Both the Department of Energy and the Energy Regulatory Commission are conducting separate investigations on the simultaneous power plant outages and transmission line tripping that prompted the National Grid Corporation of the Philippines to put the Luzon grid on red and yellow alerts last September 12.
“The ERC will verify all the reports submitted by the NGCP and the generating companies, including the actions to get the power plants back online,” ERC said.
And Energy Secretary Raphael Lotilla vowed to verify the cause of forced outages of power plants which prompted NGCP to raise alert levels.
The National Grid Corp. of the Philippines (NGCP) is the power grid operator and the country’s transmission highway operator.
The DoE said it would do spot inspections of the affected power plants.
NGCP reported to ERC that seven generating units with a total capacity of 3,401 megawatts were on unplanned outages.
These are the Consunji family’s Calaca 2, which went on unplanned outage due to generation high vibration refinement activities while Dinginin 1 of the Aboitizes encountered a problem due to turbine vibration rectification.
Quezon Power was also out due to “primary air fan A broken inlet vane linkage.”
Sual 1 and 2 suffered “external fault” after the transmission line tripped. TeaM Energy operates the plant, while San Miguel Corp. is the independent power producer administrator.
The transmission line tripping affected the Masinloc 2 and Masinloc 3 plants owned by SMC
Over 4,500 megawatts of power generation capacity went offline in the Luzon grid, of which 3,448MW came from forced outages. Some power plants were also derated and some were on maintenance, reports said.
“We assure the public that the DoE is verifying the cause of the forced outages as there appears to be no fuel supply constraints. A team from the DOE will conduct actual physical spot checks and validate the condition of the transmission lines and the affected power plants,” Lotilla said.
He also assured the public that there is no fuel supply constraint after some power generating plants servicing the Luzon grid went on simultaneous forced outages.
ERC told to be fair
Similarly, the ERC is now being asked by ACEN Corp. that its power supply deal with Meralco should be treated the same as San Miguel’s power units.
Phinma Energy Corp., which was renamed to AC Energy Philippines and later to ACEN Corp., won in the competitive auction to supply Meralco 200 megawatts (MW) for P4.7450 per kilowatt hour (kWh) for 10 years or until December 25, 2029.
“Whatever the decision will be, we hope that our regulator as well as Meralco, will treat all suppliers fairly and consistently. We have the same contract and similar sets of circumstances, so if there is a change in circumstance in one supplier, the same should apply to others,” said ACEN President Eric Francia.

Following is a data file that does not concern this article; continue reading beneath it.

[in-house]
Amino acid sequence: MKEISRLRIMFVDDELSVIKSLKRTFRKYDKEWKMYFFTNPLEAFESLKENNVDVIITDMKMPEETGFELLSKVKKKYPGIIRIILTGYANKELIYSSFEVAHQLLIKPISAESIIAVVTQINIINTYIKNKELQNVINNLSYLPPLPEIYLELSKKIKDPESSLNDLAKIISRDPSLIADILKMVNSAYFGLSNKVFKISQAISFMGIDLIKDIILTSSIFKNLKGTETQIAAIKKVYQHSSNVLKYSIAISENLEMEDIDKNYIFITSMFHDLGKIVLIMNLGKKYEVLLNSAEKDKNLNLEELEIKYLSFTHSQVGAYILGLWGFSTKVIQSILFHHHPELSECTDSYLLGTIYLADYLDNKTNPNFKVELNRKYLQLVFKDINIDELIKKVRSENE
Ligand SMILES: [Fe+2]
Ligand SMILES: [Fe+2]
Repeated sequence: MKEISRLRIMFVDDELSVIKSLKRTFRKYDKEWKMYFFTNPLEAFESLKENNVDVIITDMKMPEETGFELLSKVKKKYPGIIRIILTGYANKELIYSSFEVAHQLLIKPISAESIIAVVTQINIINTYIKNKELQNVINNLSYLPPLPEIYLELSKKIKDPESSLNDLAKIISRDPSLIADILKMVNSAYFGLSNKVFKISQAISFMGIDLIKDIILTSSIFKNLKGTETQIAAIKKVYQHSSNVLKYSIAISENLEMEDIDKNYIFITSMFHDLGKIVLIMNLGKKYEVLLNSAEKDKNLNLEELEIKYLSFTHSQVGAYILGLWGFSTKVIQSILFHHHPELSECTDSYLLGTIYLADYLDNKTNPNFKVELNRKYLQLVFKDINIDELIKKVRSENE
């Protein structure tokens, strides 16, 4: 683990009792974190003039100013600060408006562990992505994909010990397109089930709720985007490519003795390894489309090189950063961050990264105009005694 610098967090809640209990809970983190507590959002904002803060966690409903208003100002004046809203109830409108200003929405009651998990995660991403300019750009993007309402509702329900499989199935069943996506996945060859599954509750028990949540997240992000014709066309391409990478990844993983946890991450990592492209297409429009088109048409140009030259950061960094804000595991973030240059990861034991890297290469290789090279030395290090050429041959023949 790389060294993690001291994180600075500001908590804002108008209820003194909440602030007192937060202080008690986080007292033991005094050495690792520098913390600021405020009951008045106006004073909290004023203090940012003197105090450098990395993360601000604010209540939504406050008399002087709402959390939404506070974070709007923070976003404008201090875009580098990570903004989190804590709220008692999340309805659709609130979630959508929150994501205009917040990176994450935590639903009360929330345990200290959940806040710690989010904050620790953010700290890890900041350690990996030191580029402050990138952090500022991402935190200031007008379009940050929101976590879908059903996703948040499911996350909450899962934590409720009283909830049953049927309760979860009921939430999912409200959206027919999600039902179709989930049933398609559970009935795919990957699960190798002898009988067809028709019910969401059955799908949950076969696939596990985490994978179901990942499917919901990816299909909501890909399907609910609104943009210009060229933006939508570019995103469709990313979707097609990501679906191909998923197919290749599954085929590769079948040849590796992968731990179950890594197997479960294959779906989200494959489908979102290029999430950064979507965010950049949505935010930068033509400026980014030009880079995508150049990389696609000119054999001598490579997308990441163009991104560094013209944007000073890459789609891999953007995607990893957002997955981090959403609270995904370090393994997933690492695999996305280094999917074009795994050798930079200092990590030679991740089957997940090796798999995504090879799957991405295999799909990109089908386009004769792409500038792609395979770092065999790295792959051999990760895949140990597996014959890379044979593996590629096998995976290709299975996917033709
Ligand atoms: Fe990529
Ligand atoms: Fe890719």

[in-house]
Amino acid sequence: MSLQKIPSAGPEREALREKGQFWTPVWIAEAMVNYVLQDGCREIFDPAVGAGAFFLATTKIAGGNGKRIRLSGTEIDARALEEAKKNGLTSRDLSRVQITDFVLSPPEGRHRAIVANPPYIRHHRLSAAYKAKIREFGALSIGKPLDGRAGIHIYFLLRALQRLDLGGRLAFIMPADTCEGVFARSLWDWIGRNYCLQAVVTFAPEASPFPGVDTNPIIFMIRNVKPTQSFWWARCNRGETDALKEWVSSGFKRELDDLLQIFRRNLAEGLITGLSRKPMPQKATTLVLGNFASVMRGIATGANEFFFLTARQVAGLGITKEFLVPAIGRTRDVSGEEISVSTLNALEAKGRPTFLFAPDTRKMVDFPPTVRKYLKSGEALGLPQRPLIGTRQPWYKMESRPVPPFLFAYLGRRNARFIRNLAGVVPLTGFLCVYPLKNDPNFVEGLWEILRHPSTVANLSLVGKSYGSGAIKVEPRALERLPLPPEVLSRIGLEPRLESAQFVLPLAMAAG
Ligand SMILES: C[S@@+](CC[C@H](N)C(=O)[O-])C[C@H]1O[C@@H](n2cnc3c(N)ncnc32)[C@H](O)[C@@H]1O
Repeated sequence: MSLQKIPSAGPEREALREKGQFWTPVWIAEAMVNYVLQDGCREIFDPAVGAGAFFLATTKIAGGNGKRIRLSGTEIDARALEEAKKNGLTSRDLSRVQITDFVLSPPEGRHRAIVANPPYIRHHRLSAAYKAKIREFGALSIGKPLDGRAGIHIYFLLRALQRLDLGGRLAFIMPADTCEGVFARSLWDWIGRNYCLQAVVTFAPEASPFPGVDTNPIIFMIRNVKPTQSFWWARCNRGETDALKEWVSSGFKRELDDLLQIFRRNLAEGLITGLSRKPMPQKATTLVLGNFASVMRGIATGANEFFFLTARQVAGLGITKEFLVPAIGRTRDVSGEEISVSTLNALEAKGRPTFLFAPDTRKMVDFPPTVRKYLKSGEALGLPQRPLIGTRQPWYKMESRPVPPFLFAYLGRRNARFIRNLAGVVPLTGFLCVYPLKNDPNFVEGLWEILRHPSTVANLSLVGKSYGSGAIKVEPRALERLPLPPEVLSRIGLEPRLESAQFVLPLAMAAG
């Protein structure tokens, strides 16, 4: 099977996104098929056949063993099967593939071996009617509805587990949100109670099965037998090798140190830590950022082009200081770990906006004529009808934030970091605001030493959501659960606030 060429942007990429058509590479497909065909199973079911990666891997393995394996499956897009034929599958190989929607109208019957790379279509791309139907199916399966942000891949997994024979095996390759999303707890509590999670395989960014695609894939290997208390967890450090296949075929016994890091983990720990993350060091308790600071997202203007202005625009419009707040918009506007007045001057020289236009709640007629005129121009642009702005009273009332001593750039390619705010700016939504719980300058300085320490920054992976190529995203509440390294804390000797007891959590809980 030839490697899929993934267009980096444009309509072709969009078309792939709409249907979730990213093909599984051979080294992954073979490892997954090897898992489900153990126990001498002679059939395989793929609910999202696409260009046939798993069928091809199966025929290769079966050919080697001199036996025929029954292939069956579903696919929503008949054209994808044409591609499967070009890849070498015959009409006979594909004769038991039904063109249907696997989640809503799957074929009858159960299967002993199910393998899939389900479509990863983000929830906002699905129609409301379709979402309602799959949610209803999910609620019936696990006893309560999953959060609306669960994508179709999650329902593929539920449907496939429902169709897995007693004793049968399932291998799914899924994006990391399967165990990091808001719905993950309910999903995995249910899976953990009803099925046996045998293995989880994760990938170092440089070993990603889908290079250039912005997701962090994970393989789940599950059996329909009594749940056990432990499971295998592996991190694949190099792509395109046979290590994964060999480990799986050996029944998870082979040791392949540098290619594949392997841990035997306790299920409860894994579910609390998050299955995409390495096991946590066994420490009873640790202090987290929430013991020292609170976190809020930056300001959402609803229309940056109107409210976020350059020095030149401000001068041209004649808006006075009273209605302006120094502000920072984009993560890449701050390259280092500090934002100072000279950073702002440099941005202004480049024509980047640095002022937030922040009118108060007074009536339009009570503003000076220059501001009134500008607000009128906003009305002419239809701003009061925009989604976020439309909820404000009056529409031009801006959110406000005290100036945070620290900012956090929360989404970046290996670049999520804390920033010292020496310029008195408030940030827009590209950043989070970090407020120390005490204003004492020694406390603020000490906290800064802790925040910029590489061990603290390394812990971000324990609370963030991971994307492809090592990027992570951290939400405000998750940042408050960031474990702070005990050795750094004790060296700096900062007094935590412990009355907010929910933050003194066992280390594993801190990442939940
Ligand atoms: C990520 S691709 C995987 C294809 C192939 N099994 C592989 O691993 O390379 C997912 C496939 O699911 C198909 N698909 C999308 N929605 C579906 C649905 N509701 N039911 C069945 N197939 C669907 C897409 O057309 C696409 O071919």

Meralco, South Premiere Power Corp. (SPPC), and San Miguel Energy Corp. (SMEC) await the decision of the Energy Regulatory Commission (ERC) on the temporary rate relief petitions they filed.
SPPC has asked the ERC for a rate increase from January to May, of P0.80 per kilowatt hour (kWh) from P4.30 to P5.10/kwh for its 670 MW of contracted baseload capacity from the Ilijan plant, and an average of P4/kwh, from P4.30 to P8.30/kwh, for SMEC’s 330 MW contracted baseload capacity from the Sual plant.
The joint petitions cited steep coal prices, spiraling fuel prices amid the Russia-Ukraine war, and natural gas supply restrictions from the Malampaya gas field as reasons for the temporary relief. Coal prices averaged $176 per metric ton (MT) in the second half from just $99/MT in the first half of 2021. Average coal price in 2019 and 2020 was only at $69/MT. Coal prices have recently reached unprecedented levels, as high as $440/MT, as triggered primarily by the Russia-Ukraine conflict.
In the case of the Ilijan natural gas plant, questionable and unilateral notices of gas restrictions, which caused the deration or the ceasing of delivery of available capacity, had severely affected the plant’s net generation capacity, forcing it to source for costly replacement fuel from the Wholesale Electric Spot Market.
SPPC and SMEC are only seeking partial adjustment in price so the plants can continue supplying to Meralco.
Each time power suppliers and even the NGCP are asking for a rate increase, power outages are a natural recourse to twist the arm of ERC, the industry’s regulator.
Us poor consumers are the victims of this (political and mercantile) power play because they can just do what they like and we bear the consequences for their actions and decisions.
It’s either ERC grants the rate increase or we suffer blackouts or brownouts—depending on how government looks at their petition.
Seeing those people picket the Meralco on Thursday to protest the collusion between Meralco and San Miguel for such power rate hikes somehow gives me hope that there is something we can do. We can voice our protest through social and traditional media (which unfortunately are owned by the same people running our energy sector) and picket their offices and ERC’s as well to force them to look kindly and be more considerate with us. But that is A BIG WISH.